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5 things I want you to know about being a NICU Mum, this #nicuawarenessmonth

Waiting for an MRI in NICU

5 things I want you to know about being a NICU Mum, this #nicuawarenessmonth



In less than four days’ time, my eldest child will celebrate his fourth birthday.

Birthdays are always emotional especially when looking back, I class his birth as one of the most traumatic times of my life.

I recently wrote about how four years it still haunts me.

I didn’t just become a new mum, I became a NICU (Neo Natal Intensive Care Unit) Mum.

It was a title I didn’t ask for and we were part of a club we didn’t ask to join.

I have now spent nearly 4 years writing about our story on this blog, and for other publications and websites.

I have tried to raise awareness of the issues that affected us, I have tried to bring about change but ultimately and I hope I am right in saying I have helped other NICU Mum and CHD (Congenital Heart Defect) parents.

I have tried to process some of the emotions surrounding our NICU experience and use them to do something positive.

I had so much I wanted to say this #nicuawarenessmonth and so far, I have been published on the front page of the Huffington Post Parents Voices (whoop!), guest blogged on Katheryn Stimpson Sleep Coach website, as well as being featured on The Parent and Baby Show Blog.

But, I wanted to really get into it here on my blog.

I wanted to get back to why I started this blog and to honestly confess what it is like to be a NICU Mum and what I wanted you to know this #nicuawarenessmonth.

1.      Not all NICU Babies are premature


Elijah was born at 38+3 weeks gestation, he was a full term but incredibly ill. He was admitted to the NICU and was the only full term baby in his room however sometimes there is a lot of focus on premature babies, and less about poorly full term babies.

As a mum of a NICU baby the common misconception is that he was premature, but 1 in 8 babies are admitted to NICU and not all of them are premature.

Full terms babies in NICU can sometimes be an afterthought or a side note but they and their parents need just as much awareness raised of their time in NICU too.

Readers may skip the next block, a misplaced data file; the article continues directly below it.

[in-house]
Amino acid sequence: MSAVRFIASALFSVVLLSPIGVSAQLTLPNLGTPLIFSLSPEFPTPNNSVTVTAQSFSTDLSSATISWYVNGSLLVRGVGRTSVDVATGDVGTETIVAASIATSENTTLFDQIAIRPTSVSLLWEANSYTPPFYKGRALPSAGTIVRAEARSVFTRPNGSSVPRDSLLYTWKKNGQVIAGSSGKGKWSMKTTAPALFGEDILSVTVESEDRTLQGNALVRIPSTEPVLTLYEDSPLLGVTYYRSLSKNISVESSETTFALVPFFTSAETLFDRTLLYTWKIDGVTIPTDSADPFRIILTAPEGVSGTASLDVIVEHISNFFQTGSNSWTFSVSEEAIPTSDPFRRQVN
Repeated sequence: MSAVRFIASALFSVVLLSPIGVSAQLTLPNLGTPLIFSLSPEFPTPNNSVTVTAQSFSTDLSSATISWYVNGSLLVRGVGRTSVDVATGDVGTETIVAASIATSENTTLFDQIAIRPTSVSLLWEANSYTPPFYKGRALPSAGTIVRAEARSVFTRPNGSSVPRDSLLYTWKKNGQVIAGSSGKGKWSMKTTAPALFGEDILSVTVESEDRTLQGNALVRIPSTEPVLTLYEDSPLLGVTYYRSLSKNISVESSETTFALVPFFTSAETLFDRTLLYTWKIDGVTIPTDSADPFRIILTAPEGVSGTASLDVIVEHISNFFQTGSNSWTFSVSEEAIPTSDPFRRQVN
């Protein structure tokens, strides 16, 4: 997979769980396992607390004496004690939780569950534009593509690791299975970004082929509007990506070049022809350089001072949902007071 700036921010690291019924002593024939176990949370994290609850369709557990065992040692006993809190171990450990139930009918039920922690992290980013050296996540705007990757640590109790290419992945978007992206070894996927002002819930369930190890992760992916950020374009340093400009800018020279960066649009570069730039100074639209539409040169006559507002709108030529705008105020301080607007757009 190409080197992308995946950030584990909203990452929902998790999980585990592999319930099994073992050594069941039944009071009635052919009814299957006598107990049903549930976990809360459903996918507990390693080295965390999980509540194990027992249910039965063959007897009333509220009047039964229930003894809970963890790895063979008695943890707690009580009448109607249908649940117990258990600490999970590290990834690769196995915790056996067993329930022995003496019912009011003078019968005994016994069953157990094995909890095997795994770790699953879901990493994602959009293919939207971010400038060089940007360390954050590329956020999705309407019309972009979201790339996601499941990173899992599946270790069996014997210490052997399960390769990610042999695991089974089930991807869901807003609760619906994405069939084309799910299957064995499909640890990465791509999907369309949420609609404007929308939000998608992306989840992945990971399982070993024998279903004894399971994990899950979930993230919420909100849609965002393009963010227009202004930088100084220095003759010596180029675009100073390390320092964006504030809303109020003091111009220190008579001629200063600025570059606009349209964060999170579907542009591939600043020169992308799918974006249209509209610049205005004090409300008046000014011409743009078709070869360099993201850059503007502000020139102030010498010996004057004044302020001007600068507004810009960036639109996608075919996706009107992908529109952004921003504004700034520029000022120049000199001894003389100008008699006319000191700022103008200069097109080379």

2.      NICU doesn’t end on discharge


We spend so much time as NICU parents praying for the day the Doctors turn around and say you’re going home. Then when we get home, we are lost, we are in-prepared and fearful.

Going from constant around the clock care and support of the staff, the reassurance of the machines and always having someone to hand to being suddenly alone can lead to another transition which can be hard to adjust too.

3.      Don’t tell me now you are home you can move on


For anyone who has been in NICU regardless of the length is stay can honestly say that just because you’re home doesn’t mean you can suddenly forget the whole thing.

I can remember vividly each and every moment we spent by Elijah’s incubator, the tests he had and coming home without my baby was one of the hardest things I have ever had to do.

I know friends who have spent 2 hours, 2 weeks or more than 2 months in the NICU and no, you just can’t move on so we must stop telling NICU parents this. It can be incredibly damaging.

We must listen, talk and help them process the experience in a healthy way and not pretend like it never happened.

4.      NICU parents need more mental health support


If you knew someone who went through a traumatic event or accident would you leave them too it? Tell them now they are home to forget about it? Leave them without any counselling or support?

That’s exactly what NICU parents are left with. In a recent Bliss Charity Report it stated that not one hospital in the whole of the UK was meeting the national guidelines foe providing mental health care and support for NICU parents.

That’s 1 in 8 babies being admitted, with over 70% of NICU parents saying their mental health was affected by their time in NICU being left without any support or access to trained professionals both in NICU and after discharge.

This #nicuawarenessmonth we need to raise as much awareness of the lack of mental health support on offer for NICU parents and how detrimental this is to a new parent’s wellbeing which can lead to Post Traumatic Stress Disorder, Post Natal Depression, go on to affect subsequent pregnancies and so much more.

5.      We need to talk about NICU


Before I had Elijah I didn’t have the faintest idea about what could really happen when you go and have a baby.

No one told me what life was really like when you have to go behind those double doors in NICU.

We don’t talk about NICU, we don’t show it in the media, we instead rush to erase it from our memories, and push ourselves to move on when we get home.

People feel uncomfortable, they don’t want acknowledge that actually this is what happens to one out of every eight families.

We must talk about NICU, see it in the media, we as NICU parents want to feel represented, supported and most of all we just want to relate to something and feel normal.

Those are the 5 things I want you to know about being a #nicumum this #nicuawarenessmonth in hope that we start a conversation. We reach out to others, we become more educated and we get the changes that NICU parents so desperately need in the form of the mental health support on offer.

Comments

  1. I'm so happy I found your blog! My little girl was a full term NICU baby and I've been trawling the internet for weeks to find some sort of support or forum. We have no NICU support groups in my area but at least I have something to read that I can relate to. Thank you x

    ReplyDelete
  2. My baby girl is 13 days old now, full term, in the NICU with a CHD. It was completely unexpected. I feel traumatized and it feels good to find other people who are in a similar situation

    ReplyDelete

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